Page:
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points of all periods, i.e., period 3 => period k for all k. Understandably, the particular digraph in Figure 2 is referred to as the LiYorke Digraph. As described by the construction above, for p = 5, there exists twelve (p!/(2p)) possible digraphs (see Figure 3). (Note: Given an ordering for the xiterates, the reverse ordering and cyclic shifts of the ordering produce the same digraph. Hence, there exists (p! / (2p)) possible digraphs.) In Figure 3, all the digraphs except (k) and (1) contain the LiYorke digraph as a subgraph; however, (k) contains a 3cycle. Digraph (1) is the only one without a period three cycle. Therefore, as stated in Sharkovsky's Theorem, we may conclude that period five does not imply period three. Further, if we have a period five solution and do not have a period three solution, then we must have a period five solution that has the ordering of (1). We shall now find the minimal Lipschitz constant for p = 5 using the linear algebra techniques introduced previously. Theorem 5: Let f : !R + !R be a Lipschitz function. If the recursion :Ci+l = f( :Ci) has a 5periodic solution for some :c 0 then the Lipschitz constant off is at least As, where As 1.51288. Furthermore, this bound is sharp. Proof: Let :Ci+l = f(:ci) have a 5periodic solution. If the solution has an ordering shown in digraphs (a) through (k), then :Ci+l = f(:ci) also has a 3periodic solution. Hence, the Lipschitz constant of f would be greater than or equal to B3 If the 5periodic solution has the ordering shown in digraph (1), then 9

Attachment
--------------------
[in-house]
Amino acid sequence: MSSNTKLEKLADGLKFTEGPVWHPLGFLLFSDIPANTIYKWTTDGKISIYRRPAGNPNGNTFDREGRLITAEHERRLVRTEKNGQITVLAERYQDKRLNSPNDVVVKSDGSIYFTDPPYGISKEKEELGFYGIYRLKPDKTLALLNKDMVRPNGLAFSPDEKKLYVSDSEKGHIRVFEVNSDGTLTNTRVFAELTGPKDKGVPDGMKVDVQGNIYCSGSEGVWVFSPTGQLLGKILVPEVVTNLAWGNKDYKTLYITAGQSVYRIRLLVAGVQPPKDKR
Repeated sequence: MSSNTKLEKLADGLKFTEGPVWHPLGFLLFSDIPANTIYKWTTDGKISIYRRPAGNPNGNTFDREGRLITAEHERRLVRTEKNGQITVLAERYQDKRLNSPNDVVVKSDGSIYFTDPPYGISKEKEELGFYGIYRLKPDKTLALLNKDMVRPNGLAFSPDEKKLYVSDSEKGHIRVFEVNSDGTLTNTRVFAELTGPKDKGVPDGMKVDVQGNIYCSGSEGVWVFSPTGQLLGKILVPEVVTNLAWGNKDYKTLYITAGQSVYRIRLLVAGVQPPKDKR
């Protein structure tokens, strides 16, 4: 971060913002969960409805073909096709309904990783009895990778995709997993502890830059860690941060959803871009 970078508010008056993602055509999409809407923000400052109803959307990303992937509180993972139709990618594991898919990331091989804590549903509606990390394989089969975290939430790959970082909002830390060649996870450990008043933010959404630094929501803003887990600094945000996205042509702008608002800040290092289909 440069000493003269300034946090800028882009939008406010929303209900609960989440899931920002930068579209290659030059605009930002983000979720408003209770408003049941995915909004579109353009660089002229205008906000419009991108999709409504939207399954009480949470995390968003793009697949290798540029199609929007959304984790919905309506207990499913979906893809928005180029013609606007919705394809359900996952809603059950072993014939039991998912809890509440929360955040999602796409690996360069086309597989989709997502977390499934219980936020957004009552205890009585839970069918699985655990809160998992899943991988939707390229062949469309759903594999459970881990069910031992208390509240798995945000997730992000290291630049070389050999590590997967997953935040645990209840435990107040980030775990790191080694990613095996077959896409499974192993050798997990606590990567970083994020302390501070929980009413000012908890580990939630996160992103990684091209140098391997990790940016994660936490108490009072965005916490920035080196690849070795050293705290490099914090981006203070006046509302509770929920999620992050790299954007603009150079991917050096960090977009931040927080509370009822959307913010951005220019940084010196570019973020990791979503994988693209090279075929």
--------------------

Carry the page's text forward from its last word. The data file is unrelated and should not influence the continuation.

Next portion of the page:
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(a) :V3 < :v2 < :vo < :V4 <:vi (b) :V3 < :v2 < :vo <:vi < :V4 (c) :v2 < :v4 < :vo < :v3 <:vi 14 14 13 (g) :v4 < :v2 < :vo < :v3 < :v1 (h) :v2 < :v4 < :vo < :vi < :v3 (i) :v3 < :v4 < :vo < :v1 < :v2 13 14 14 (j) :V4 < :v3 < :vo < :v1 < :v2 (k) :v2 < :V3 < :vo < :V4 < :v1 (1) :V4 < :v2 < :Vo < :v1 < :V3 Figure 3: Digraphs for functions with a period five solution 10